“At the outbreak of the war, Davidson entered into a contract with a British firm, which guaranteed markets for his fish and timber for seven years. However, all shipping activities in North American waters became risky because of American privateers.”

The settlers at Miramichi were raided on several occasions and when the firm buying his timber and fish closed its business in North America, Davidson was left with tons of wood unsold.

Davidson promptly moved inland to Maugerville, a small settlement on the east side of the St John River. That move brought him a wife, Sarah Nevers, and eventually they would have five children. He had left John Cort to look after their interests on the Miramichi river, but Cort is believed to have died soon afterwards.

On the St John River, his fishing and lumber businesses continued to prosper, and he built more ships, with some foundering. Yet he did not give up, even after the government cancelled his land grants on grounds that he had not met his target of settlers.

The reality was that the government needed land for the so-called Empire Loyalists who had flooded north with the ending of the American War of Independence.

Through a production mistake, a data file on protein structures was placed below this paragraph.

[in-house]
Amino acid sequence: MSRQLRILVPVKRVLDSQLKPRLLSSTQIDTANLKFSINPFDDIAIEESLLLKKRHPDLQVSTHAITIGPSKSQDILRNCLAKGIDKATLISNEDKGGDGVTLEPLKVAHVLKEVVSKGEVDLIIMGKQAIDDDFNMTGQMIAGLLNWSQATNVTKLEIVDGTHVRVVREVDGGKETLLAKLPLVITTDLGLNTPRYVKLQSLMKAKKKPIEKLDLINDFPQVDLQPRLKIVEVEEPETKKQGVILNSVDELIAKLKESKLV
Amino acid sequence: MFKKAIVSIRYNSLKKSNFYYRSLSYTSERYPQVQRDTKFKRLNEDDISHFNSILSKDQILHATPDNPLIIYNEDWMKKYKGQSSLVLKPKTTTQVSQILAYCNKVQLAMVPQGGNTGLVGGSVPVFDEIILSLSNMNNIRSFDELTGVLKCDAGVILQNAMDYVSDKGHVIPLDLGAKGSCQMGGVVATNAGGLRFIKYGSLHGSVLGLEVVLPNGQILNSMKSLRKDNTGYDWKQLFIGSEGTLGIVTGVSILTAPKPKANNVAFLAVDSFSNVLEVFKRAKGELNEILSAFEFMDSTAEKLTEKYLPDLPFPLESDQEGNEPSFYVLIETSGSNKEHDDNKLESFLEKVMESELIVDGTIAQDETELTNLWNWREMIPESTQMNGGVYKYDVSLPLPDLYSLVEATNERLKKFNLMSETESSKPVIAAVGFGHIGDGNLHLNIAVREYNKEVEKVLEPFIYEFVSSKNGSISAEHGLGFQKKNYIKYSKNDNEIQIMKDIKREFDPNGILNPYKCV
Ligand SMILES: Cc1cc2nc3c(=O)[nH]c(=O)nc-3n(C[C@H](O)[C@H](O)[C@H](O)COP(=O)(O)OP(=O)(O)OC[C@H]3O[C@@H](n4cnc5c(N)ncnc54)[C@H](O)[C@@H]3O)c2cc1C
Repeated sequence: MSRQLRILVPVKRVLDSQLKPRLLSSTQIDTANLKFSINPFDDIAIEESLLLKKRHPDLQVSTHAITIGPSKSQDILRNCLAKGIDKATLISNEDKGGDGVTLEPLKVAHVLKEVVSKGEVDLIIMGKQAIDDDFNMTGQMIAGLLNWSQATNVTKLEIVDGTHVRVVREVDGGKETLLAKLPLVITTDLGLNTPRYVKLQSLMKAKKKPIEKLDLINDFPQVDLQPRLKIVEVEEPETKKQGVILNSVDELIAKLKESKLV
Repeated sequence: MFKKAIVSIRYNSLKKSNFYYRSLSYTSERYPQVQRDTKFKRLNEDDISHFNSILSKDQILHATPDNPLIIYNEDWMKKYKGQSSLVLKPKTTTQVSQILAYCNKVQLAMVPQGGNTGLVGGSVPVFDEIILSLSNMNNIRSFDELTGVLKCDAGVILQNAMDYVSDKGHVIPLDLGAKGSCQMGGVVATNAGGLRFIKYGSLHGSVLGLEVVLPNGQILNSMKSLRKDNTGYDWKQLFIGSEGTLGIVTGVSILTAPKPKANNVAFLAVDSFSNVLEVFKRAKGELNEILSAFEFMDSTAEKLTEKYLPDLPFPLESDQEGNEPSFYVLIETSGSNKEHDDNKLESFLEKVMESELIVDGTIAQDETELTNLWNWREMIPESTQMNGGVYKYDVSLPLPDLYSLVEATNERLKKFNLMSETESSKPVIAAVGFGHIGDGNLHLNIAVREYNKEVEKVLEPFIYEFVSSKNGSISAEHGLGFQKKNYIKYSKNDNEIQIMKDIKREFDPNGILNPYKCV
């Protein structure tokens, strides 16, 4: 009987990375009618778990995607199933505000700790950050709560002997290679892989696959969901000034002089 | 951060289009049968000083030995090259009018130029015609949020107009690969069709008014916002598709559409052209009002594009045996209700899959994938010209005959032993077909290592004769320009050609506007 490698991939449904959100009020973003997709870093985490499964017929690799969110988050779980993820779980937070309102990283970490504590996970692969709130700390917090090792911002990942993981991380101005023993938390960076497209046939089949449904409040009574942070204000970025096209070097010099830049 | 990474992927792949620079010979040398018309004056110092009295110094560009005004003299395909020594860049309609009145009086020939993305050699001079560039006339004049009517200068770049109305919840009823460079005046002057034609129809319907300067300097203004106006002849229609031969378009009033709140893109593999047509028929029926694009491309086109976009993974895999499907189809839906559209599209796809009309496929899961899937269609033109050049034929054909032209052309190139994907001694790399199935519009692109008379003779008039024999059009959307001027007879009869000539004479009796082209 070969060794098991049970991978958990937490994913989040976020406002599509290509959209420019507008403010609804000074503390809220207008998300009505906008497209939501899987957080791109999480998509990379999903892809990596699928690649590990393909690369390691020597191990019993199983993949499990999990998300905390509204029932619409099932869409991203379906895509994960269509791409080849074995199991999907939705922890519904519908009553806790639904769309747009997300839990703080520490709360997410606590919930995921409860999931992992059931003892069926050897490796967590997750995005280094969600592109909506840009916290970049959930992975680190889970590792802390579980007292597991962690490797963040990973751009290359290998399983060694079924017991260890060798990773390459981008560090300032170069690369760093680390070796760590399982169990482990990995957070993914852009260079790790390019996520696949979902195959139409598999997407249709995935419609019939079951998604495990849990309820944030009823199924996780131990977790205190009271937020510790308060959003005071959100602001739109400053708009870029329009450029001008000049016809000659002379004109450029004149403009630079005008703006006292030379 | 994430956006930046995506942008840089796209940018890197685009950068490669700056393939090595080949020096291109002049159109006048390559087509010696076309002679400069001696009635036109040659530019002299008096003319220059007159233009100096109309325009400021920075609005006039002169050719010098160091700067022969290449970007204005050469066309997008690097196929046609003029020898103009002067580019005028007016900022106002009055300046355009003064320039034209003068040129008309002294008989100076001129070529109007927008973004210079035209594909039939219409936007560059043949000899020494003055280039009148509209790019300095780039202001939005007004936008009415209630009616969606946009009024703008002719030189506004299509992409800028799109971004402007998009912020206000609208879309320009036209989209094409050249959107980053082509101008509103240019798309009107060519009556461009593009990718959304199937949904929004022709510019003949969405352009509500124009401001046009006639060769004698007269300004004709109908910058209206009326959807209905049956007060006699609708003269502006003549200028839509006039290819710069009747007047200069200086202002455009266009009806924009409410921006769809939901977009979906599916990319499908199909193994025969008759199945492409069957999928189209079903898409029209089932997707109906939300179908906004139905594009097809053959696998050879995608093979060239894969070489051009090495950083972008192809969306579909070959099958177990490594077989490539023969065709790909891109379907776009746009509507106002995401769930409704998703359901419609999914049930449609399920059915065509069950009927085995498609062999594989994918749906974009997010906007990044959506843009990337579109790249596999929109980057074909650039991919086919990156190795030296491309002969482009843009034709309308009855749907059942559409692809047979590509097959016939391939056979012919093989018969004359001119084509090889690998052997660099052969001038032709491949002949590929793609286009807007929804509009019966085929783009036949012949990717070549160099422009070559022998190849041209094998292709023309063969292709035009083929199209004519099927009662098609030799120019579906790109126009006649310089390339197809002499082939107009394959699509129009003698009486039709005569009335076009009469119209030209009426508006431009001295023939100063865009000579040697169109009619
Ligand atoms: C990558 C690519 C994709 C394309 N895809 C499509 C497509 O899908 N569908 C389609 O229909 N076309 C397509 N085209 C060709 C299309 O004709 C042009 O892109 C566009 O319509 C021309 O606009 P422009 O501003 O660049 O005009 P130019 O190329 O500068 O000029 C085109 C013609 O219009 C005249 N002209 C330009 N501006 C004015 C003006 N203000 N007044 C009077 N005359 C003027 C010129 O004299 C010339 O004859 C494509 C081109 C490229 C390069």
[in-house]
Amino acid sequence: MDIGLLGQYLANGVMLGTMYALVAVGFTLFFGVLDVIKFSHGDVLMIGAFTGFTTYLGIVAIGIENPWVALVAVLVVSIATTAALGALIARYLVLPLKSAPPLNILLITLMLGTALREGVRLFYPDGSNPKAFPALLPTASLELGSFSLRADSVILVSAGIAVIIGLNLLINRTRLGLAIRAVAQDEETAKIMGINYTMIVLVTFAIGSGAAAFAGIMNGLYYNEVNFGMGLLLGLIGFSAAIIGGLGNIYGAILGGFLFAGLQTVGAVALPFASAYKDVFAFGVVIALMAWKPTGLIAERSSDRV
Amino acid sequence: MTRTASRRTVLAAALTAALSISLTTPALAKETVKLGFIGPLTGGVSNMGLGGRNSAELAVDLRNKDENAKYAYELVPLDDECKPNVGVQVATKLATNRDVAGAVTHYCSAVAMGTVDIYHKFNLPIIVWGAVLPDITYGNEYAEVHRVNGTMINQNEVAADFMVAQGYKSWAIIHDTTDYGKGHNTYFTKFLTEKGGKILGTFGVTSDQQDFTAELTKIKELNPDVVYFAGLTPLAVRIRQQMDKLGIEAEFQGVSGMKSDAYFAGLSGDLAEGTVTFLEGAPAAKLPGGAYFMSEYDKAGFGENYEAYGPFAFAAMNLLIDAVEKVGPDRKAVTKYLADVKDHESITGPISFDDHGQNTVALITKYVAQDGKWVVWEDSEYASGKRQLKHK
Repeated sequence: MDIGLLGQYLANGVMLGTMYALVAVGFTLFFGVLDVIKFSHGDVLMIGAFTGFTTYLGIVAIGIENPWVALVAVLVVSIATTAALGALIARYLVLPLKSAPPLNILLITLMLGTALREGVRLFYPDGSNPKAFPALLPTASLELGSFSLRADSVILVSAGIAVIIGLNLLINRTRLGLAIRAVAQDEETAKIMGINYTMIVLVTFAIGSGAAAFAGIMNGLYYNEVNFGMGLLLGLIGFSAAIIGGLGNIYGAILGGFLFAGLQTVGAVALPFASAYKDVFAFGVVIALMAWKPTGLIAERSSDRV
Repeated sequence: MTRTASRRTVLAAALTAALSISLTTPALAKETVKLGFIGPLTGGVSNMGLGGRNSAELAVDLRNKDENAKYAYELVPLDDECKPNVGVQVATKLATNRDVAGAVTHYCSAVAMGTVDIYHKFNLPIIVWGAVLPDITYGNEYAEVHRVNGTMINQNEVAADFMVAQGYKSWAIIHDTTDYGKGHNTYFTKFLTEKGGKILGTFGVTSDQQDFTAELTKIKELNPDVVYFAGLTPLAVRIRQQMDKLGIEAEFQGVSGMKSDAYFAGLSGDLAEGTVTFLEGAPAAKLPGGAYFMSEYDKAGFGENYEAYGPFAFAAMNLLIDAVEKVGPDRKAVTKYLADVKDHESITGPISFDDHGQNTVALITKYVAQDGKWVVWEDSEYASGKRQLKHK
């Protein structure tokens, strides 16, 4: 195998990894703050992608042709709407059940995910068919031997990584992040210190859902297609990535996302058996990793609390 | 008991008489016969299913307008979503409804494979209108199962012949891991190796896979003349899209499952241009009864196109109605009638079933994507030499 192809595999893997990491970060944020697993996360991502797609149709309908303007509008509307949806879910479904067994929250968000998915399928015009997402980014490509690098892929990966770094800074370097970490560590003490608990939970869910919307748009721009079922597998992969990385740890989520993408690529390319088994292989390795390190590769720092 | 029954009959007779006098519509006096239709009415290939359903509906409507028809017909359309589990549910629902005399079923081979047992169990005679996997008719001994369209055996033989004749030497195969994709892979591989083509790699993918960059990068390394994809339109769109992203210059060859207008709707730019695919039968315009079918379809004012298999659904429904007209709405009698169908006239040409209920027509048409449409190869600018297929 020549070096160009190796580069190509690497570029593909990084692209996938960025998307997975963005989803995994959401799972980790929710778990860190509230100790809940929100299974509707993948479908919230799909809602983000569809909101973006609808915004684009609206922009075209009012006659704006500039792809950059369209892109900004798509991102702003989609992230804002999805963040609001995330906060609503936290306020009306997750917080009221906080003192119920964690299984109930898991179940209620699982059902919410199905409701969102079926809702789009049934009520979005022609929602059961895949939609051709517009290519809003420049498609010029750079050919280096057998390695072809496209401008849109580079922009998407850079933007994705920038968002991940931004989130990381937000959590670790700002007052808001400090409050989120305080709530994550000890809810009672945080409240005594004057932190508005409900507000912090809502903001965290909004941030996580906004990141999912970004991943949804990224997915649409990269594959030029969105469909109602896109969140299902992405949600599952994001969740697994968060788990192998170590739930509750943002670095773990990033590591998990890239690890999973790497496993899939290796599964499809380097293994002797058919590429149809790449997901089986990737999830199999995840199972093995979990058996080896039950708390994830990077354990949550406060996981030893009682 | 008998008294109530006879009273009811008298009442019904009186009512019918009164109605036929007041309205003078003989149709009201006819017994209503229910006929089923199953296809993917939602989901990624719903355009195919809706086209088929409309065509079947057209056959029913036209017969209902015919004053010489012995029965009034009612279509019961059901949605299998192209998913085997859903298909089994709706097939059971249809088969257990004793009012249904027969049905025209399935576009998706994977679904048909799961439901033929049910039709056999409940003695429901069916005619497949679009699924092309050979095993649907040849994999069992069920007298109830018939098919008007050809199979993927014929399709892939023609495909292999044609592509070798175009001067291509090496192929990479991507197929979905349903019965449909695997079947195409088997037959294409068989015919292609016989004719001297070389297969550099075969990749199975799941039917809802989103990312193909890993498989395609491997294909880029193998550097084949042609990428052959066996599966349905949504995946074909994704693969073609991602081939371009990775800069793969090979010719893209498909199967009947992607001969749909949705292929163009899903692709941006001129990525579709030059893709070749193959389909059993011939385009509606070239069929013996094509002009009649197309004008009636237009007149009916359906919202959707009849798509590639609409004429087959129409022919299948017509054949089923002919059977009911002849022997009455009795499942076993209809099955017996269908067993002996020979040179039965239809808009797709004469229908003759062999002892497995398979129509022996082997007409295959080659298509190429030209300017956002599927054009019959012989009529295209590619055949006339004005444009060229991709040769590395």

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He was allowed to keep his various business sites and 15,000 acres of land, and perhaps it was this setback that persuaded Davidson to enter politics. In 1783, he won an election in Sunbury County and represented the area in the Assembly of Nova Scotia.

Later that year, he went back to Miramichi with two boatloads of supporters and cargo. He found that the natives had destroyed many of his facilities, but nothing daunted, Davidson invested huge sums in rebuilding his business and expanding it.

He gained election for Northumberland County and was made a Justice of the Peace. The New Province of New Brunswick was being developed at that time and by 1785, Davidson was elected as one of the first representatives to the new Province’s Assembly.

He clearly irritated the government’s favoured candidates, one of whom wrote that Davidson was “an ignorant, cunning fellow … who has great influence over the people here, many of them holding land under him, and many others being tradesmen and laborers in his employ”. In truth, Davidson was just a good political operator with a strong local support.

Successful in business and politics, Davidson’s bad luck eventually led to his death. In February, 1790, while travelling upriver on snowshoes, he was caught in an unexpected blizzard and almost froze to death while sheltering in a haystack. He developed a severe cold, his health worsened quickly, and Davidson passed away on June 17, 1790, aged 50. He was survived by his wife Sarah and their children.

The DCB concluded: “Davidson was a man of vision and great energy. He founded the first English-speaking settlement in northern New Brunswick, developed the fishing industry far beyond that begun earlier by the Acadians, and was the principal founder of the lumber industry on the Miramichi and Saint John rivers.”